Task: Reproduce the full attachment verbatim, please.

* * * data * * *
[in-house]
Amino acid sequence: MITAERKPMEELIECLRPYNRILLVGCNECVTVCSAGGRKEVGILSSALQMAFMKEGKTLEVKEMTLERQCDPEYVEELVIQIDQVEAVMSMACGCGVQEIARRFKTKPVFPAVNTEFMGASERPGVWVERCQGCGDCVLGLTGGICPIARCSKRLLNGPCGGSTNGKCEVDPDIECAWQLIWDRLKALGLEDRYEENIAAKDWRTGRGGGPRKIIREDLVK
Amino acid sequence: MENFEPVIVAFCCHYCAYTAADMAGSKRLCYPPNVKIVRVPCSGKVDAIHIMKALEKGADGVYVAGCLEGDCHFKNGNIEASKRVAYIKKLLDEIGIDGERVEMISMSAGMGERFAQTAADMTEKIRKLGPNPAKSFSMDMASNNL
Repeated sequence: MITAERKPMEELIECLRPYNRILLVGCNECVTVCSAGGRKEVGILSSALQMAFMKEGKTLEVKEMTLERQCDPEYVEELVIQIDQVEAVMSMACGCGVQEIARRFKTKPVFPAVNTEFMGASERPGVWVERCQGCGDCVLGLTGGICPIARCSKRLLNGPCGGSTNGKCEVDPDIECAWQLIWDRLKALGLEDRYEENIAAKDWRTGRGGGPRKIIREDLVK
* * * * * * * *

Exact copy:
[in-house]
Amino acid sequence: MITAERKPMEELIECLRPYNRILLVGCNECVTVCSAGGRKEVGILSSALQMAFMKEGKTLEVKEMTLERQCDPEYVEELVIQIDQVEAVMSMACGCGVQEIARRFKTKPVFPAVNTEFMGASERPGVWVERCQGCGDCVLGLTGGICPIARCSKRLLNGPCGGSTNGKCEVDPDIECAWQLIWDRLKALGLEDRYEENIAAKDWRTGRGGGPRKIIREDLVK
Amino acid sequence: MENFEPVIVAFCCHYCAYTAADMAGSKRLCYPPNVKIVRVPCSGKVDAIHIMKALEKGADGVYVAGCLEGDCHFKNGNIEASKRVAYIKKLLDEIGIDGERVEMISMSAGMGERFAQTAADMTEKIRKLGPNPAKSFSMDMASNNL
Repeated sequence: MITAERKPMEELIECLRPYNRILLVGCNECVTVCSAGGRKEVGILSSALQMAFMKEGKTLEVKEMTLERQCDPEYVEELVIQIDQVEAVMSMACGCGVQEIARRFKTKPVFPAVNTEFMGASERPGVWVERCQGCGDCVLGLTGGICPIARCSKRLLNGPCGGSTNGKCEVDPDIECAWQLIWDRLKALGLEDRYEENIAAKDWRTGRGGGPRKIIREDLVK